Cause of Type 2 Diabetes

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Insulin resistance creates a relative insulin deficiency. Insulin resistance can be due to a number of reasons – tends to occur in those that are obese. Thrifty genotype hypothesis may explain reasons. Consensus is that the aetiology is a multifactorial interaction of environmental and genetic factors

Genetic factors:
• genetic predisposition for Type 2 diabetes is stronger than for Type 1
• concordance rates in monozygotic twins is almost 100%
• magnitude of genetic contribution is unknown
• probably involves several genes

Thrifty genotype hypothesis:
A genetic trait that was important to survival (ability to go without food for extended period) is now detrimental due to abundant food supplies and reductions in physical activity. First proposed by Neel in 1962. Certain populations (largely indigenous populations) have developed what is considered a ‘thrifty gene’ that allows them to survive period of famine when food is in short supply – this ‘thrifty gene’ is associated with a metabolic efficiency that allows storage of calories as fat with minimal energy expenditure. However, when food is plentiful, as occurs in many of these cultures today (the ‘westernisation’ of diet), the ‘thrifty gene’ predisposes to obesity (especially central obesity)  increased risk for development of diabetes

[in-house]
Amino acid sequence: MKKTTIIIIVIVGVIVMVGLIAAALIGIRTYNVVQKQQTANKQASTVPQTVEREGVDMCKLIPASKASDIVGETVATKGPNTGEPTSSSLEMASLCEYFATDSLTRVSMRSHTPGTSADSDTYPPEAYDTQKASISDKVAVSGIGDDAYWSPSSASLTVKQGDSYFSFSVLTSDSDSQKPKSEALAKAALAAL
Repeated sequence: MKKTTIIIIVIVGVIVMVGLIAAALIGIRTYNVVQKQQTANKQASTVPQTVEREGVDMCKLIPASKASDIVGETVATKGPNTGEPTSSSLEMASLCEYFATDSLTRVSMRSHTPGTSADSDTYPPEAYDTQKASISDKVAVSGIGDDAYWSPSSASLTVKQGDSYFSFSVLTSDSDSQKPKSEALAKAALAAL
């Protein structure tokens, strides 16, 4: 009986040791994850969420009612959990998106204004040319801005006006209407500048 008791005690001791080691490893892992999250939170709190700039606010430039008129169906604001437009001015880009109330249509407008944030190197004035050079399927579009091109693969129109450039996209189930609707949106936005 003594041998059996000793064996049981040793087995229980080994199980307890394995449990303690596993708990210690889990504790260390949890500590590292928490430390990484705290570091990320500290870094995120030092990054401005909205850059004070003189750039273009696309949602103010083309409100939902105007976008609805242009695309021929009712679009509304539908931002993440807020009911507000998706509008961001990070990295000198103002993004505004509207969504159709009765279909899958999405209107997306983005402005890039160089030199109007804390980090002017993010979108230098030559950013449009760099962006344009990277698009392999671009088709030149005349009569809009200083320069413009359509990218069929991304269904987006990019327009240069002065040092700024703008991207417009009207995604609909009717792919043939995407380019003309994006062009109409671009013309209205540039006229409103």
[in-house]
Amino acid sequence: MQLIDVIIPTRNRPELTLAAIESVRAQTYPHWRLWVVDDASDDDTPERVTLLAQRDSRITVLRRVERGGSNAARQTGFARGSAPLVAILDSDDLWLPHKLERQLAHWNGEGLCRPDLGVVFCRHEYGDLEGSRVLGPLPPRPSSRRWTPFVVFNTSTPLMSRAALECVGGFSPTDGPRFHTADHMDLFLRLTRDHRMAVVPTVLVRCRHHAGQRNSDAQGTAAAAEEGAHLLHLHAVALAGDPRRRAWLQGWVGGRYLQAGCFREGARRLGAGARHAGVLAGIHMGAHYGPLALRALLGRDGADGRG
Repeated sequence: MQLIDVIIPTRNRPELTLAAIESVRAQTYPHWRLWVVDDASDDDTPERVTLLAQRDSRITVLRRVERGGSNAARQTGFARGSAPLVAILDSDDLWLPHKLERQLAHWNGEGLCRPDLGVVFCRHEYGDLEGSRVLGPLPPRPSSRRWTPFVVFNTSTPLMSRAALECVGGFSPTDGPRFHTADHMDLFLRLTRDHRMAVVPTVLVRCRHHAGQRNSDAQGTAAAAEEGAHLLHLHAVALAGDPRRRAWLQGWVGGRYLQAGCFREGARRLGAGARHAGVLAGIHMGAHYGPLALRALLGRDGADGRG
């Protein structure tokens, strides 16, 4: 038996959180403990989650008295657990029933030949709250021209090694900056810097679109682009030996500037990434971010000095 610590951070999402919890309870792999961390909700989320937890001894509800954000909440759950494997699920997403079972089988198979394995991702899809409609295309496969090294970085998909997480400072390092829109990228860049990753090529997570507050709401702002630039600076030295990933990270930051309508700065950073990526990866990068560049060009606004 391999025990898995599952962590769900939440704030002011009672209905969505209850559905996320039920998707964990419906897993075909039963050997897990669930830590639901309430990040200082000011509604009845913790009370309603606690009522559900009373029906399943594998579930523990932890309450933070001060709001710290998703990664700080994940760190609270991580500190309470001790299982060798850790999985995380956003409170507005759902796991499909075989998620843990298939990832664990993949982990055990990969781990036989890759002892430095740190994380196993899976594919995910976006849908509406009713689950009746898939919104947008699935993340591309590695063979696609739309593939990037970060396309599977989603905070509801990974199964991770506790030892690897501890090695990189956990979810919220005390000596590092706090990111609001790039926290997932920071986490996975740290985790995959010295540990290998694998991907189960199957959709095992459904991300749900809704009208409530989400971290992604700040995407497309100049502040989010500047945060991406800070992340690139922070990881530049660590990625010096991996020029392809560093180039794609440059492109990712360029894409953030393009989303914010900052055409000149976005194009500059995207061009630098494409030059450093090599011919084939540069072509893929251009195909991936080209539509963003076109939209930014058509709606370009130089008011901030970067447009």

Risk Factors:
80% of those with type 2 diabetes are obese (central fat deposition has greater risk than gluteofemoral)
overeating, obesity and inactivity  high risk for type 2
most of type 2 patients are obese, but only a few obese people develop diabetes
in the Nurses Health Study , there was a 38 fold increase in the risk for developing type 2 diabetes if the BMI > 35kg/m2 and 20 fold if the BMI was 30.0-34.9 kg/m2.

Physical Execise:
Low levels of exercise are a risk factor as exercise increases insulin sensitivity (also helps prevent obesity)


Malnutrition in utero
retrospective analysis has shown an inverse relationship between weight at birth and type 2 diabetes in late adulthood
suggested that malnutrition in utero may damage beta cell development

Important risk factor – principally occur in middle age and elderly

Higher incidence in some ethnic groups

During pregnancy, sensitivity to insulin decreases (placental hormones affect glucose tolerance)  beta cells may not be able to meet this increased need for insulin  gestational diabetes. This increases subsequent risk of developing type 2 diabetes or the hyperglycaemia may persist after delivery (80% at 25 years) – could be type 1 or 2. Increased risk for perinatal mortality and neonatal morbidity.

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